So, the members of the Episcopal Church’s Standing Liturgical Commission faced the question: What do we do with confirmation? The hermeneutic employed by earlier iterations of the BCP (Acts 8) seemed untenable in light of the most recent research. Their opening gambit, prior to the 1970 General Convention, was to simply reunify all the segments of the ancient baptismal liturgy, with the bishop as the presumptive presider, but, in the absence of the bishop, a priest being authorized to preside at the entire rite (i.e., including chrismation, hand-laying, and invocation of the Holy Spirit).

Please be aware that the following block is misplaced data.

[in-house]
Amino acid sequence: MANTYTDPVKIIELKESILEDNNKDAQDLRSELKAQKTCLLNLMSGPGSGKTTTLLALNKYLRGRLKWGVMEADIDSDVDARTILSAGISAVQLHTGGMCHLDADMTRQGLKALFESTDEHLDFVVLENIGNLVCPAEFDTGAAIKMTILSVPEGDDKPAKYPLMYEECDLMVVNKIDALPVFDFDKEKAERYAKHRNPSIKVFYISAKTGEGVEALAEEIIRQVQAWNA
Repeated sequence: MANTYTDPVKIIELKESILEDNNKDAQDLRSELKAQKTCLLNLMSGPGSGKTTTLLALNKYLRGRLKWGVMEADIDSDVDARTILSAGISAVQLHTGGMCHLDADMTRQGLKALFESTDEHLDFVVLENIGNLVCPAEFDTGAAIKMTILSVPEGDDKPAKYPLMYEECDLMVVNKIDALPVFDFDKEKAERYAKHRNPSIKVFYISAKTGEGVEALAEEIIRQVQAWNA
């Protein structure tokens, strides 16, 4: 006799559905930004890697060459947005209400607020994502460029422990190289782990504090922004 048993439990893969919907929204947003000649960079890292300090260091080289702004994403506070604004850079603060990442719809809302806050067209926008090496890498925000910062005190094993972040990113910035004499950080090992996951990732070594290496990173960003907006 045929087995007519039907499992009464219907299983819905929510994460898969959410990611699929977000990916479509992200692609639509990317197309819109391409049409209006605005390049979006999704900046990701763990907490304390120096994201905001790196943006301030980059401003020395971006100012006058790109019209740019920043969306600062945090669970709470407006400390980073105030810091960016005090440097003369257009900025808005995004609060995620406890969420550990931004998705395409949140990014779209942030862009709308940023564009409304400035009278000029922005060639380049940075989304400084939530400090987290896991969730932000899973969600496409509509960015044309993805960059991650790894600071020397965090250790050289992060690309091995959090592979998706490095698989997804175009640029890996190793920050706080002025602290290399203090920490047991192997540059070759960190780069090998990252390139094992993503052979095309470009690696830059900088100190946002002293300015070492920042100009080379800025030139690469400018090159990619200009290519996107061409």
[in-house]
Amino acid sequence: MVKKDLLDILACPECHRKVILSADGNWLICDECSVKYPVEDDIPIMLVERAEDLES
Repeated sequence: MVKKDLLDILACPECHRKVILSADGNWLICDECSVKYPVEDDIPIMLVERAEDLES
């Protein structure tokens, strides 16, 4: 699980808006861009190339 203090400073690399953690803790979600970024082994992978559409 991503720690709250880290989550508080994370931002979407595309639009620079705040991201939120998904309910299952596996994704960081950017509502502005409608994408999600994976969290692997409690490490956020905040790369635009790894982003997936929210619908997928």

The volume authorized by that convention, Services for Trial Use, contained a single liturgy styled “Holy Baptism with Laying-on of Hands,” in which the rubrics authorized a presbyter to preside. There was no separate service of confirmation. However, we can infer that some robust conversations took place at convention between the bishops and representatives of the SLC, because the enabling resolution specifies that no person will receive the laying-on of hands who is “under the present age normal for confirmation.” Conspicuously left unanswered is the question whether a person who does qualify to receive laying-on of hands by a presbyter in that context is expected at some future time to be presented to the bishop for confirmation.